Inline Power Level (W)
The discovery process is therefore used in order to avoid providing inline power (at full voltage of −48VDC) to so-called “legacy” devices which are not particularly adapted to receive or utilize inline power.
The classification process is therefore used in order to manage inline power resources so that available power resources can be efficiently allocated and utilized.
IEEE 802.3af power over Ethernet technology is focused on providing power from a single PSE to a single PD, the typical situation where a data port on an Ethernet switch powers an attached PD such as a VOIP telephone. In many cases where PDs are used, it may be desirable to provide some redundancy in terms of data and/or power delivery for cases in which equipment (hubs, switches, cable and the like) providing the power and/or data fails to continue to do so.
A power sourcing equipment-powered device (PSE-PD) combination unit requests inline power from a connected PSE or other PSE-PD combination unit by having the PD portion of the PD-PSE combination unit adapt its electrical characteristics, if necessary, to obtain the maximum power available. The PD-PSE combination device keeps track of available power less power consumed locally with a summation unit. A PSE manager unit grants PD power requests from downstream devices based upon the available power left (e.g., original PSE power less losses less local consumption).
Other aspects of the inventions are described and claimed below, and a further understanding of the nature and advantages of the inventions may be realized by reference to the remaining portions of the specification and the attached drawings.
The accompanying drawings, which are incorporated into and constitute a part of this specification, illustrate one or more embodiments of the present invention and, together with the detailed description, serve to explain the principles and implementations of the invention.
In the drawings:
Embodiments of the present invention described in the following detailed description are directed at methods and apparatuses for providing inline power to multiple daisy chained devices in a wired data telecommunications network. Those of ordinary skill in the art will realize that the detailed description is illustrative only and is not intended to restrict the scope of the claimed inventions in any way. Other embodiments of the present invention, beyond those embodiments described in the detailed description, will readily suggest themselves to those of ordinary skill in the art having the benefit of this disclosure. Reference will now be made in detail to implementations of the present invention as illustrated in the accompanying drawings. Where appropriate, the same reference indicators will be used throughout the drawings and the following detailed description to refer to the same or similar parts.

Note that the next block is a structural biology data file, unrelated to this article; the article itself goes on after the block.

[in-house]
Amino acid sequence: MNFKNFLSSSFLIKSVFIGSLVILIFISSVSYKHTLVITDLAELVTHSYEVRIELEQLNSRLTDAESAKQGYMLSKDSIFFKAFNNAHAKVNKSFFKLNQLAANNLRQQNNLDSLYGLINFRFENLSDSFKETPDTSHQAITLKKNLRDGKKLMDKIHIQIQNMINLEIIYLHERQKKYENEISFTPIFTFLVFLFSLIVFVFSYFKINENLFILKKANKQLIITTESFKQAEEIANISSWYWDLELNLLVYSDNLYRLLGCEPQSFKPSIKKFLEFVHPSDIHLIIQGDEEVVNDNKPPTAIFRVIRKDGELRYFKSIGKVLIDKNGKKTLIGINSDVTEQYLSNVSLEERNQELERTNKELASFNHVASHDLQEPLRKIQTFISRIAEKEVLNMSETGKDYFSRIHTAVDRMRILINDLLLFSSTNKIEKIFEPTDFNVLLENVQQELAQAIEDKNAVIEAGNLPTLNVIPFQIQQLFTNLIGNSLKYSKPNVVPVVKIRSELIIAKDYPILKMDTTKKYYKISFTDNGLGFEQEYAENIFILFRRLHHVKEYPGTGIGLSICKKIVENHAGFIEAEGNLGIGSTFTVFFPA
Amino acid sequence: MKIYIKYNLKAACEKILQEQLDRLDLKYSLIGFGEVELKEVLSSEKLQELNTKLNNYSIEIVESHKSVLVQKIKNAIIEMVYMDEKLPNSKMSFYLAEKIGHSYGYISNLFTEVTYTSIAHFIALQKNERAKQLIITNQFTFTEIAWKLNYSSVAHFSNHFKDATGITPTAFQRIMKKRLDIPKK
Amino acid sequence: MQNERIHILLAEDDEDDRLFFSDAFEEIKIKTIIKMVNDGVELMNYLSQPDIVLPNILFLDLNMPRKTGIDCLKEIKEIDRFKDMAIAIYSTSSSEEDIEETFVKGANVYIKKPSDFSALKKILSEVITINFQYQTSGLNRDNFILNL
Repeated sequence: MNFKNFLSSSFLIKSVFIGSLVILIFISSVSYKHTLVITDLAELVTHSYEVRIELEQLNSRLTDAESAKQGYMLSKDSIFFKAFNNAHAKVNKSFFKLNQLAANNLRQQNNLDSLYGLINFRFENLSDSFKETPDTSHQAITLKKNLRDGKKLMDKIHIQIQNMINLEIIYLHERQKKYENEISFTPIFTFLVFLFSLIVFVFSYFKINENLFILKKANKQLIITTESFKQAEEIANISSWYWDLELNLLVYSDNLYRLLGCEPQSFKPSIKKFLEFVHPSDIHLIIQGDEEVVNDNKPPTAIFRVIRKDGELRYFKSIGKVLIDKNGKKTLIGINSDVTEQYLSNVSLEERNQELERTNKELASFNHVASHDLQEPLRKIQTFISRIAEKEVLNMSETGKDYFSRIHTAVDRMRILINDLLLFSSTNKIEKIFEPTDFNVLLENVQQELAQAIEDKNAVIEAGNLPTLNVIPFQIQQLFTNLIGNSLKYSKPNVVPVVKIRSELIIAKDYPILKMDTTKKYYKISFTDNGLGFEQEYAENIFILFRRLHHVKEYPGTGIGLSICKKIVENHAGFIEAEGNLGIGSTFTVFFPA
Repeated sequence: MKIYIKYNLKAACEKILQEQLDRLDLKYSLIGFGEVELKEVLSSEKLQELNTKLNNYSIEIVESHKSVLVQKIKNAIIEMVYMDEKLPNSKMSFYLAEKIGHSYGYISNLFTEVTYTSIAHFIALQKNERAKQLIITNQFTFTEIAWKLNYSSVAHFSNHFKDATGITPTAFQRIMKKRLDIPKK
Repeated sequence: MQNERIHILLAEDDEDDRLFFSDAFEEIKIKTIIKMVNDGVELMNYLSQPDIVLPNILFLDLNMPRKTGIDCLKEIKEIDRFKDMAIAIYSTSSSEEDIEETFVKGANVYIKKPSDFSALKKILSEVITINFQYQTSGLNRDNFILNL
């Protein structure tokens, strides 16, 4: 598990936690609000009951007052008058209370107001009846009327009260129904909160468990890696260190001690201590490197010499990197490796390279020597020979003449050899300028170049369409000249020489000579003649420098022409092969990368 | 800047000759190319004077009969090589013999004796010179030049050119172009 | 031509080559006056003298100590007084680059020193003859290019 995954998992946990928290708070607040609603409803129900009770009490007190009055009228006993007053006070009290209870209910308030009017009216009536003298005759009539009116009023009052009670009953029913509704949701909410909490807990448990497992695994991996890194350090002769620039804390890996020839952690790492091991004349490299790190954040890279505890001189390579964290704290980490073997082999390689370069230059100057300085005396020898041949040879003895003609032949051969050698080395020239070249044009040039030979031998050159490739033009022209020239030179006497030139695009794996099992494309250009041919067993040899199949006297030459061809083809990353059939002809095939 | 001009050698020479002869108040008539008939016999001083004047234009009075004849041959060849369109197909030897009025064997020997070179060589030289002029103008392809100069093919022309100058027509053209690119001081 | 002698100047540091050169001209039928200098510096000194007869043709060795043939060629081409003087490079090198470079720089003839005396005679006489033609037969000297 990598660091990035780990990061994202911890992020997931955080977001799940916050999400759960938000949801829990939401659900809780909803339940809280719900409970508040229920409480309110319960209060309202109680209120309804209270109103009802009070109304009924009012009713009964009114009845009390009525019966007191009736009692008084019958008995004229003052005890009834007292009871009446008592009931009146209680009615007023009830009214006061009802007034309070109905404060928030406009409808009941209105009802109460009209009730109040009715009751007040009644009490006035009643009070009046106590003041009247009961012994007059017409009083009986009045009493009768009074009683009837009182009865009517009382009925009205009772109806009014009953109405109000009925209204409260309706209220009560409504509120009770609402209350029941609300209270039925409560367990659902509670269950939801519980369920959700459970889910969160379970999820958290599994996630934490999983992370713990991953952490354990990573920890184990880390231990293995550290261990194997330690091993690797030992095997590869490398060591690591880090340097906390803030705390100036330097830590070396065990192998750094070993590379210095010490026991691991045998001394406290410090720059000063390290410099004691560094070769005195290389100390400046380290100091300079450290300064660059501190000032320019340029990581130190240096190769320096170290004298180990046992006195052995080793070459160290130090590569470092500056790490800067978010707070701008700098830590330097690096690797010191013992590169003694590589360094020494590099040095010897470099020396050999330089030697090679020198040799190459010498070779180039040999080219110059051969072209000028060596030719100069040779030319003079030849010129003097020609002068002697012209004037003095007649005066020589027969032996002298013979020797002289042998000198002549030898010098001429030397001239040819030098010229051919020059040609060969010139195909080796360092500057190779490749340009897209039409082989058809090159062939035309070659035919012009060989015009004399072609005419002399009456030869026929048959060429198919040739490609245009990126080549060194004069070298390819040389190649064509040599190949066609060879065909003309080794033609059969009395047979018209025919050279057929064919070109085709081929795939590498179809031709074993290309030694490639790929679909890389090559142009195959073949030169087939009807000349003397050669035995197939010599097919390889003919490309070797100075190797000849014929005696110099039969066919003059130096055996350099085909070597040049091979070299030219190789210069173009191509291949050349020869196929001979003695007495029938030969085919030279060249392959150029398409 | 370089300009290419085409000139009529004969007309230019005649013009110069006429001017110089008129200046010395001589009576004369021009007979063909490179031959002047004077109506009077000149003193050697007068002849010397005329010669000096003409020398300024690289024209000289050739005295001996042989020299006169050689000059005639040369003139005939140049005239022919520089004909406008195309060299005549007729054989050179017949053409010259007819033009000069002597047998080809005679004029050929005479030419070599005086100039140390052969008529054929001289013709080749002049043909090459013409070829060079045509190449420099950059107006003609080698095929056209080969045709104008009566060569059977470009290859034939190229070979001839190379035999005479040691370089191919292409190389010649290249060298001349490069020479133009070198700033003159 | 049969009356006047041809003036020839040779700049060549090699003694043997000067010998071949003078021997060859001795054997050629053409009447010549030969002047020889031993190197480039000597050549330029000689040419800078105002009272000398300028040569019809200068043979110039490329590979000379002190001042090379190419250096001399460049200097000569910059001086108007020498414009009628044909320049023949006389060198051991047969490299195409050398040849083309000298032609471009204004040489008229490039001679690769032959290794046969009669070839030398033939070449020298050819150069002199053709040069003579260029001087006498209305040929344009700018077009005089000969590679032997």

In the interest of clarity, not all of the routine features of the implementations described herein are shown and described. It will, of course, be appreciated that in the development of any such actual implementation, numerous implementation-specific decisions must be made in order to achieve the developer's specific goals, such as compliance with application- and business-related constraints, and that these specific goals will vary from one implementation to another and from one developer to another. Moreover, it will be appreciated that such a development effort might be complex and time-consuming, but would nevertheless be a routine undertaking of engineering for those of ordinary skill in the art having the benefit of this disclosure.
Note that since fixed voltages are generally used for inline power provision in data communications networks implementing inline power, the terms “power” and “current” are largely interchangeable as used herein. While we often refer to “power” being allocated or requested, more technically it is usually the electrical current magnitude which is being allocated and requested, thus, the two terms should be treated as equivalents for the purposes of this disclosure.
Data communications networks have become an integral part of everyday life for many people. As more and more applications for data networks become available, more and more devices are becoming available which not only require a data connection but also require a power connection. Integrated circuitry generally makes power demands of such circuitry relatively small, however, voice over internet protocol (VOIP) telephones, networked cameras, networked sensors, wireless access points, and the like all often require at least a few watts of power and can benefit from daisy-chained connectivity without the requirement for a cable run back to a server or switch at every node.
Turning now to
Turning now to